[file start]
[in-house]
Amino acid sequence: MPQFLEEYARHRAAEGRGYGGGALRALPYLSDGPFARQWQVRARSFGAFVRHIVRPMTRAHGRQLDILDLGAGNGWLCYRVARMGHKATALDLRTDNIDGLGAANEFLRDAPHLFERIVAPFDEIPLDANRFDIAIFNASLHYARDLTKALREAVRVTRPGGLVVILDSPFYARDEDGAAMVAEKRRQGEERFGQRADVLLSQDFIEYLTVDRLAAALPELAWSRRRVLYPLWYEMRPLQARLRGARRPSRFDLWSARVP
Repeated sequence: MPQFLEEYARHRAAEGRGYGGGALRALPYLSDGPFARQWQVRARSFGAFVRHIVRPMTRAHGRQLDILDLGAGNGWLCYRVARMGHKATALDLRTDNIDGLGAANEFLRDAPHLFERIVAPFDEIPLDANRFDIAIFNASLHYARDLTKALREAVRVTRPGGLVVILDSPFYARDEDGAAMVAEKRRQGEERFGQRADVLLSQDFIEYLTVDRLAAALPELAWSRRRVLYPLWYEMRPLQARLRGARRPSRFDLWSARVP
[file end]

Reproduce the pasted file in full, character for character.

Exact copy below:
[in-house]
Amino acid sequence: MPQFLEEYARHRAAEGRGYGGGALRALPYLSDGPFARQWQVRARSFGAFVRHIVRPMTRAHGRQLDILDLGAGNGWLCYRVARMGHKATALDLRTDNIDGLGAANEFLRDAPHLFERIVAPFDEIPLDANRFDIAIFNASLHYARDLTKALREAVRVTRPGGLVVILDSPFYARDEDGAAMVAEKRRQGEERFGQRADVLLSQDFIEYLTVDRLAAALPELAWSRRRVLYPLWYEMRPLQARLRGARRPSRFDLWSARVP
Repeated sequence: MPQFLEEYARHRAAEGRGYGGGALRALPYLSDGPFARQWQVRARSFGAFVRHIVRPMTRAHGRQLDILDLGAGNGWLCYRVARMGHKATALDLRTDNIDGLGAANEFLRDAPHLFERIVAPFDEIPLDANRFDIAIFNASLHYARDLTKALREAVRVTRPGGLVVILDSPFYARDEDGAAMVAEKRRQGEERFGQRADVLLSQDFIEYLTVDRLAAALPELAWSRRRVLYPLWYEMRPLQARLRGARRPSRFDLWSARVP